This doctrine of insulating the negligence of one by the subsequent intervention of the active negligence of another really belongs to the definition of proximate cause . . . . While there may be more than one proximate cause, that which is new and entirely independent breaks the sequence of events and insulates the original or primary negligence . . . . The test is whether the intervening act and the resultant injury is one that the author of the primary negligence could have reasonably foreseen and expected. The law only requires reasonable foresight, and when the injury complained of is not reasonably foreseeable, in the exercise of due care, theparty whose conduct is under investigation is not answerable therefor . . . . In searching for the proximate cause of an event, the question always is: Was there an unbroken connection between the wrongful act and the injury, a continuous operation? Do the facts constitute a continuous succession of events, so linked together as to make a natural whole, or was there some new and independent cause intervening between the wrong and the injury? Many causes and effects may intervene between the original wrong and the final consequence, and if they might reasonably have been foreseen, the last result, as well as the first and every immediate consequence, is to be considered in law as the proximate cause of the original wrong. But when a new cause intervenes, which is not itself a consequence of the first wrongful cause, nor under the control of the original wrongdoer, nor foreseeable by him in the exercise of reasonable prevision, and except for which the final injurious consequence would not have happened, then such injurious consequence must be deemed too remote to constitute the basis of a cause of action against the original wrongdoer.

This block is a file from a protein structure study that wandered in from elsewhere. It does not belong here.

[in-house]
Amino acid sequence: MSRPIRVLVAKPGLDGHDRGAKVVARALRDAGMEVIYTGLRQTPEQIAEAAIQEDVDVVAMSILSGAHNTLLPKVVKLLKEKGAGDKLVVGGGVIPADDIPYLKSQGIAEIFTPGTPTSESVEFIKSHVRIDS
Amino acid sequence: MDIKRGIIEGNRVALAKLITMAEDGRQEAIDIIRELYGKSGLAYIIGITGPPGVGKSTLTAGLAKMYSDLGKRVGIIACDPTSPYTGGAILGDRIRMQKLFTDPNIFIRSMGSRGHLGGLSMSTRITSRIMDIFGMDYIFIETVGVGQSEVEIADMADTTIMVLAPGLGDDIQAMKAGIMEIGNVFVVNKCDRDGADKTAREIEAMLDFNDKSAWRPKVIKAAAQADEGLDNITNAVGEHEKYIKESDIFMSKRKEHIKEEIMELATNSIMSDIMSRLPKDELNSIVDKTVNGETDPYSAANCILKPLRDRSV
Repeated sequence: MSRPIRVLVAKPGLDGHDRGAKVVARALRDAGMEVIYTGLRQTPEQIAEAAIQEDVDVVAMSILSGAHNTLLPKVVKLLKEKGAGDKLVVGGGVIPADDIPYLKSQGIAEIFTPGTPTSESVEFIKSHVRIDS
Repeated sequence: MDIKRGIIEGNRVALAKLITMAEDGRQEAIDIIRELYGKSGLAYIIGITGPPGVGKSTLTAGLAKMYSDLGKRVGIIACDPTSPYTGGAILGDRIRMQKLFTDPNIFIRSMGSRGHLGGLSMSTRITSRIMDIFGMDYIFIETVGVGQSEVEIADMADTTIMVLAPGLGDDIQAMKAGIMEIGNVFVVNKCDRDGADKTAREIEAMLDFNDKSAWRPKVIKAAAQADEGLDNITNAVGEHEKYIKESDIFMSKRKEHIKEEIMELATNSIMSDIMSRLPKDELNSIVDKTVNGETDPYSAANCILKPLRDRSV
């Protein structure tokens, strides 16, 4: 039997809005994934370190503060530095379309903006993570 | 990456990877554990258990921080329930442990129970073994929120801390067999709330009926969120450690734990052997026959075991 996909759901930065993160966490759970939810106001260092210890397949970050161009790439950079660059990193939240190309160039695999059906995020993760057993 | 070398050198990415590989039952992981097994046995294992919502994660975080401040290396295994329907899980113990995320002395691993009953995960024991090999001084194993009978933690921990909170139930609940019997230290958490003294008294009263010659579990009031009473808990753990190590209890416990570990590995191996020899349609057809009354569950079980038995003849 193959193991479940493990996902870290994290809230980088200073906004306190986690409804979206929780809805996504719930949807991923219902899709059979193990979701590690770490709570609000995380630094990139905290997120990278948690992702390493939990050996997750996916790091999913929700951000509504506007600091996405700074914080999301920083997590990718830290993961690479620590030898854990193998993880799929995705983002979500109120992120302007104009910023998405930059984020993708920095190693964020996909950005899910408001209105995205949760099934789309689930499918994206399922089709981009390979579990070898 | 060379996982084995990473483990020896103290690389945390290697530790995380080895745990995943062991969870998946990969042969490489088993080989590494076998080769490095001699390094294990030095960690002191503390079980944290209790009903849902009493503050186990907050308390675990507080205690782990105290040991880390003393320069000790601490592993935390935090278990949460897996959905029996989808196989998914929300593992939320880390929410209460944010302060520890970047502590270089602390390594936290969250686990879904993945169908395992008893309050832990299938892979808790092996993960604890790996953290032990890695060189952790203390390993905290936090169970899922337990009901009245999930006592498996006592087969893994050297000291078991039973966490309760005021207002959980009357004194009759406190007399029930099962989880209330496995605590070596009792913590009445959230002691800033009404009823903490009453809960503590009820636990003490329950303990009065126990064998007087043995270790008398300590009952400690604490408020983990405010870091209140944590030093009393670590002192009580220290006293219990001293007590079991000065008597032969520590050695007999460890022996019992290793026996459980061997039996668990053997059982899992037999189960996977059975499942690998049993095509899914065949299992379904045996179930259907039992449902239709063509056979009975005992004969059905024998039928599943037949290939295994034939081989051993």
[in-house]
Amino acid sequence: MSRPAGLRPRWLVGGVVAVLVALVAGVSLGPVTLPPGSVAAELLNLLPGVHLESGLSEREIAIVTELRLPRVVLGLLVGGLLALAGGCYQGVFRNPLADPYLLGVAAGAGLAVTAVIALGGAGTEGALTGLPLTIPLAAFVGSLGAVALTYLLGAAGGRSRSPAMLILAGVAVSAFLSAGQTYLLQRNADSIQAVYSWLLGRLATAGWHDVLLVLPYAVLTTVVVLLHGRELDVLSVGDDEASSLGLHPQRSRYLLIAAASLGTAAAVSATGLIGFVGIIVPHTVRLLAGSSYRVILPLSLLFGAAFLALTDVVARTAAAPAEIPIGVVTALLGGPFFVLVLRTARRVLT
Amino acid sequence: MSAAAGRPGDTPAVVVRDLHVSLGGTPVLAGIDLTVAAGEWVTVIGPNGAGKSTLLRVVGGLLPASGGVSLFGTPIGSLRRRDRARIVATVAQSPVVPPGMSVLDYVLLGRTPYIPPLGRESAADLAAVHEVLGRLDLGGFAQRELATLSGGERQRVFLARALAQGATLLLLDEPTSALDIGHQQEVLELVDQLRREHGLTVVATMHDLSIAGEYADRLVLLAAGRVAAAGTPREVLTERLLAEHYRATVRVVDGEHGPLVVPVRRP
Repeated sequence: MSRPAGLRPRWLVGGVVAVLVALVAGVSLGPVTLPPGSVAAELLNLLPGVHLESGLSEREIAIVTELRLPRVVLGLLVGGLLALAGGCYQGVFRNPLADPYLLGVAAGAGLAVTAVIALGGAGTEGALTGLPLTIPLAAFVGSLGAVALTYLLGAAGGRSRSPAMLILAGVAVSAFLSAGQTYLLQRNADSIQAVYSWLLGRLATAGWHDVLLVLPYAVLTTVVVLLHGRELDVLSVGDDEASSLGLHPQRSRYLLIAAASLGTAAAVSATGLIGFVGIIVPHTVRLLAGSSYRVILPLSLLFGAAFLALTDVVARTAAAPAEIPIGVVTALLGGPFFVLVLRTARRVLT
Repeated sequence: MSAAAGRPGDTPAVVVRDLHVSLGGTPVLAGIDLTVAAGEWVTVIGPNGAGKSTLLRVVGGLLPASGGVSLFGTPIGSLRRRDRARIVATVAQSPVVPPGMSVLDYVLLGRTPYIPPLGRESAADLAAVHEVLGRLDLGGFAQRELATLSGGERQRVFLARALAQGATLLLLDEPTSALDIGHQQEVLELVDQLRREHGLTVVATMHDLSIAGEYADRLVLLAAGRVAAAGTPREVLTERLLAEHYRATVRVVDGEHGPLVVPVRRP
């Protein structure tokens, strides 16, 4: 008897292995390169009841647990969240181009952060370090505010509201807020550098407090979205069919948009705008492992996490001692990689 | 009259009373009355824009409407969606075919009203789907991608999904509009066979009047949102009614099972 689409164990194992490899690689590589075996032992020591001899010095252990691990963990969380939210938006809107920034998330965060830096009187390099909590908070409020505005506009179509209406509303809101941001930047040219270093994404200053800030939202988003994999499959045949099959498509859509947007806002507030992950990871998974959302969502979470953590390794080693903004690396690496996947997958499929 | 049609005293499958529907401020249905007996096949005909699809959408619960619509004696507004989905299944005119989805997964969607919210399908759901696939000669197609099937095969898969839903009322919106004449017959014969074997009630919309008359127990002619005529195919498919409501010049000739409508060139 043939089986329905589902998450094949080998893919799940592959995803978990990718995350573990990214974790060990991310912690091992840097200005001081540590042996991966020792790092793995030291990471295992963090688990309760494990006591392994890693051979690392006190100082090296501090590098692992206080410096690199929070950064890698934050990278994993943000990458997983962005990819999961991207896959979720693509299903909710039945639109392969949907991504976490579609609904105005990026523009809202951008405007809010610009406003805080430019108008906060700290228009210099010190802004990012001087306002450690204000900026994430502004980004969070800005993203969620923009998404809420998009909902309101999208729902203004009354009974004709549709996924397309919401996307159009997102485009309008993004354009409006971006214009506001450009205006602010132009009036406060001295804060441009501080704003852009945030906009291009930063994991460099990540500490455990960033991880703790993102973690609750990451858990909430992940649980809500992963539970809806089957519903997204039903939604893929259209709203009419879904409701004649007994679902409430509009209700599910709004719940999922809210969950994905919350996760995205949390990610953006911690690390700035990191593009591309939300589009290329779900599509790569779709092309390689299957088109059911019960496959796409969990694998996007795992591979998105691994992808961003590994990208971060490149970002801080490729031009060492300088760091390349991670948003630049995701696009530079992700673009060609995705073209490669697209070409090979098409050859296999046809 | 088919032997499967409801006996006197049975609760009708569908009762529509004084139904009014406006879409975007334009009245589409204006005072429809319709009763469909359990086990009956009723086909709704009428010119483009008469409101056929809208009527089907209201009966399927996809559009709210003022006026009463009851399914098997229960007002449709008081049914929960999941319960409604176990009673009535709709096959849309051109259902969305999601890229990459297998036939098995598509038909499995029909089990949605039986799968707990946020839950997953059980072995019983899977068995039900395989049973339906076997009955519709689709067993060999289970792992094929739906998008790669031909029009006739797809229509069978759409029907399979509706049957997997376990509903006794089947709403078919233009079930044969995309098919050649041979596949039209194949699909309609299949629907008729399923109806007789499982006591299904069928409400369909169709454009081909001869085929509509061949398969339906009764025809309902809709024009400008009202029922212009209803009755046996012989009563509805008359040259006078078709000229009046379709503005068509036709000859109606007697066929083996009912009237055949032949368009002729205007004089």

282 N.C. at 237-38, 192 S.E.2d at 461-62 .
Here, according to the forecast of evidence, plaintiff had come to rest safely on the shoulder of the highway after the collision with defendant. Plaintiff was uninjured and had exited his truck to survey the damage and gotten back in to call his employer. It is undisputed that Ms. Patrick's vehicle hit plaintiff only after plaintiff again got out of his vehicle to speak with defendant. Because the collision with defendant was over and plaintiff had come to rest in a place of safety, and because the second collision was not part of the first, we conclude that the uncontroverted forecast of Patrick's subsequent,intervening act was sufficiently independent of defendant's initial negligence. Thus, no genuine issue remains of defendant's liability for Patrick's negligence. Unlike in Boykin, where the plaintiff's car came to rest in the middle of an intersection and the defendant could reasonably foresee that the vehicle would be struck by another vehicle, plaintiff here had come to rest safely on the shoulder of the highway and Ms. Patrick later swerved off of the roadway and hit plaintiff. Here, as plaintiff's forecast of evidence lacked the necessary element of proximate cause, the trial court did not err in granting summary judgment to defendant.
    Judges TYSON and GEER concur.
    Report per Rule 30(e).